With growing interest from large international air service providers such as Air New Zealand and Philippine Air too how travels move through the airport is going to be as important if not more important than how many enter and leave. Codeshare agreements play a big role in this, because they make it incredibly easy to connect between flights on different airlines. A master plan might work to guiding a future reconfiguration of O’Hare that includes organization of airlines based on their airline alliance and in the current three domestic* terminals and international terminal, much like Miami International. For example one could be given over to the Star Alliance, one to SkyTeam and to Oneworld. In the latter case that would put American Airlines (AA) in the same terminal as Air Berlin, BA, Cathay Pacific, Finnair, Iberia, JAL, Qatar Airways, and Royal Jordanian, or the easy movement of passengers from international flights to domestic connecting flights on AA without the need to change terminals.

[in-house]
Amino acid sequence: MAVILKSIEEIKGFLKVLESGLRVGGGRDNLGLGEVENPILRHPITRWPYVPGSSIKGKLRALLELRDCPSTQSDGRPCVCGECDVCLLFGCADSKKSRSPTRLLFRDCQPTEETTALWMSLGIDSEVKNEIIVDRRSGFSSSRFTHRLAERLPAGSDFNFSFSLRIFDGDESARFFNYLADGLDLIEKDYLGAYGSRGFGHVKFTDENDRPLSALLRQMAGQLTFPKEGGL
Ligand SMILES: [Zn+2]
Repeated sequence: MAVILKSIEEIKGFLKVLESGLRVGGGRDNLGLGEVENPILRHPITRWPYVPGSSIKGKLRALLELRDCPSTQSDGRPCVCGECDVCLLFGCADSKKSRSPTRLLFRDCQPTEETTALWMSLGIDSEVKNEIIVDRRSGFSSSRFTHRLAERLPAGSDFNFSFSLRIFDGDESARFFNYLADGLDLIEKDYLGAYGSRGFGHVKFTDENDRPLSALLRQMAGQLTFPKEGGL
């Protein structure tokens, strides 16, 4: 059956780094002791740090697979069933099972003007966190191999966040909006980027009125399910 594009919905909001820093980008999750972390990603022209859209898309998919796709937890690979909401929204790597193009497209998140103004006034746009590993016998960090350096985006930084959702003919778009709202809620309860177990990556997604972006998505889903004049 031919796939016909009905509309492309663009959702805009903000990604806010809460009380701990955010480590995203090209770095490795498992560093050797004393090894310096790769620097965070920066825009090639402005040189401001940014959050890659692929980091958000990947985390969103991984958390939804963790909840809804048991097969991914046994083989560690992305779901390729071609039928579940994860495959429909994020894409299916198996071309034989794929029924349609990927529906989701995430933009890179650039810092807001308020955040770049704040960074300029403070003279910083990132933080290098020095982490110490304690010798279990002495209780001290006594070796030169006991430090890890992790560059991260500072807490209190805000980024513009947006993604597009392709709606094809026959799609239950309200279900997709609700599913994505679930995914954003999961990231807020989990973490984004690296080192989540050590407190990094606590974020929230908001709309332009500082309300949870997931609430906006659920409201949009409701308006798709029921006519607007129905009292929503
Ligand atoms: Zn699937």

This would likely be best achieved by moving operations of one or more smaller airlines to Gary/Chicago from O’Hare not only giving it commercial viability, but allowing it to support itself beyond use as a center of charter and infrequently scheduled services, as recommended in the summary mentioned above from 2010. What that means for O’Hare though is fewer passengers, but this isn’t necessarily a bad thing. Increasingly in-airport comforts are drivers of an airports success and fewer passengers means more room to expand food and shopping options as well as entertainment and relaxation options.
It’s normal to hear news cycles about O’Hare’s ranking as an airport in the United States. And it’s great to be able to boast that the busiest airport in America is here, but quantity and quality are vastly different things. Great as it is that O’Hare is busy, the quality of the experience increasingly is a big a player in an airport’s desirability factor. But, it should also be considered that O’Hare and Midway collectively account for more than 90 million passenger movements a year and taken together would mean Chicago is the world’s second busiest airport. Improving transportation options and intermodal connections across the board and the region could become one of the busiest transportation centers anywhere in the world, if it isn’t already. A master plan is essential to guide that growth and development though. Smart decisions shouldn’t be held back by political boosterism, truly conceivable plans are there (they just need a push), and at the end of the day sometimes quality trumps quantity and by leaps and bounds.